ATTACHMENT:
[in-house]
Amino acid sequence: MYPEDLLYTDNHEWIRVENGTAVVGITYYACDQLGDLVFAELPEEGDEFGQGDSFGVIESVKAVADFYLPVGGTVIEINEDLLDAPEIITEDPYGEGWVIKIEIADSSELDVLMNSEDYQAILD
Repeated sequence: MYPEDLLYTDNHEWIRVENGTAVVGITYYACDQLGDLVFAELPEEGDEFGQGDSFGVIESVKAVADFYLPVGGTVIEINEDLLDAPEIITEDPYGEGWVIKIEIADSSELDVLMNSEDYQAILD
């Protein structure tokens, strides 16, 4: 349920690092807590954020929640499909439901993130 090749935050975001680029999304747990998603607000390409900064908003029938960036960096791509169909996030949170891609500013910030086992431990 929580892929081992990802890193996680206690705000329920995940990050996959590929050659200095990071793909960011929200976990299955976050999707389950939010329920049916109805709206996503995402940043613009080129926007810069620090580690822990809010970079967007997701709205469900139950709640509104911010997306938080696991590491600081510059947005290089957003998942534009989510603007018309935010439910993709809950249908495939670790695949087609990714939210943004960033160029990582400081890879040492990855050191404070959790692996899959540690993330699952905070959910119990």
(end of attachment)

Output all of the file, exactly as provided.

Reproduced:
[in-house]
Amino acid sequence: MYPEDLLYTDNHEWIRVENGTAVVGITYYACDQLGDLVFAELPEEGDEFGQGDSFGVIESVKAVADFYLPVGGTVIEINEDLLDAPEIITEDPYGEGWVIKIEIADSSELDVLMNSEDYQAILD
Repeated sequence: MYPEDLLYTDNHEWIRVENGTAVVGITYYACDQLGDLVFAELPEEGDEFGQGDSFGVIESVKAVADFYLPVGGTVIEINEDLLDAPEIITEDPYGEGWVIKIEIADSSELDVLMNSEDYQAILD
């Protein structure tokens, strides 16, 4: 349920690092807590954020929640499909439901993130 090749935050975001680029999304747990998603607000390409900064908003029938960036960096791509169909996030949170891609500013910030086992431990 929580892929081992990802890193996680206690705000329920995940990050996959590929050659200095990071793909960011929200976990299955976050999707389950939010329920049916109805709206996503995402940043613009080129926007810069620090580690822990809010970079967007997701709205469900139950709640509104911010997306938080696991590491600081510059947005290089957003998942534009989510603007018309935010439910993709809950249908495939670790695949087609990714939210943004960033160029990582400081890879040492990855050191404070959790692996899959540690993330699952905070959910119990």